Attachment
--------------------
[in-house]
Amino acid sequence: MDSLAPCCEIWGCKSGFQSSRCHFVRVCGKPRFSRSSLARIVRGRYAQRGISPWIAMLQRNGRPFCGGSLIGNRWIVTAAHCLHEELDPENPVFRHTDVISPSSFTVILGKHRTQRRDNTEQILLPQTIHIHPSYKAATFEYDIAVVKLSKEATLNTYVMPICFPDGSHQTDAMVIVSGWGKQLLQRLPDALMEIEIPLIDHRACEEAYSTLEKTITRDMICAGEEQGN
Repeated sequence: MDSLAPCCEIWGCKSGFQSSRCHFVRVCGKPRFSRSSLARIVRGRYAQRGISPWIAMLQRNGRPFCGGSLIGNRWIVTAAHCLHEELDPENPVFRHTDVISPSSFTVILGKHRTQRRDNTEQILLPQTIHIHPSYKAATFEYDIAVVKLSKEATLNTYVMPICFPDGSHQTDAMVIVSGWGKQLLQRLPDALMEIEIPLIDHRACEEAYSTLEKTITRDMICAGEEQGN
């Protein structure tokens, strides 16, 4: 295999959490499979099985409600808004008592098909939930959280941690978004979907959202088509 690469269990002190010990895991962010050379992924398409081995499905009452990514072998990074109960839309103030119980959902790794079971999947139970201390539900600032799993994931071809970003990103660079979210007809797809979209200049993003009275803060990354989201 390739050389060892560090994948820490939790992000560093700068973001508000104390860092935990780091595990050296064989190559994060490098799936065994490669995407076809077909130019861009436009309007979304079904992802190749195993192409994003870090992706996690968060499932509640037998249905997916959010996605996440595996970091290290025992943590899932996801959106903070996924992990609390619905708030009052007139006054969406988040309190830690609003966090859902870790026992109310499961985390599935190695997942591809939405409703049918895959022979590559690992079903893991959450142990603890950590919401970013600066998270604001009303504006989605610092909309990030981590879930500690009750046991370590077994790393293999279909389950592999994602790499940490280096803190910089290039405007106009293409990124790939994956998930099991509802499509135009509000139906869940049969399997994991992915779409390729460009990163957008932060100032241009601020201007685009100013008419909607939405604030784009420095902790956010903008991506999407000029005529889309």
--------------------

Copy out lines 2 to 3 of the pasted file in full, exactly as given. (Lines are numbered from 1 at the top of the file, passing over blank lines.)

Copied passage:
Amino acid sequence: MDSLAPCCEIWGCKSGFQSSRCHFVRVCGKPRFSRSSLARIVRGRYAQRGISPWIAMLQRNGRPFCGGSLIGNRWIVTAAHCLHEELDPENPVFRHTDVISPSSFTVILGKHRTQRRDNTEQILLPQTIHIHPSYKAATFEYDIAVVKLSKEATLNTYVMPICFPDGSHQTDAMVIVSGWGKQLLQRLPDALMEIEIPLIDHRACEEAYSTLEKTITRDMICAGEEQGN
Repeated sequence: MDSLAPCCEIWGCKSGFQSSRCHFVRVCGKPRFSRSSLARIVRGRYAQRGISPWIAMLQRNGRPFCGGSLIGNRWIVTAAHCLHEELDPENPVFRHTDVISPSSFTVILGKHRTQRRDNTEQILLPQTIHIHPSYKAATFEYDIAVVKLSKEATLNTYVMPICFPDGSHQTDAMVIVSGWGKQLLQRLPDALMEIEIPLIDHRACEEAYSTLEKTITRDMICAGEEQGN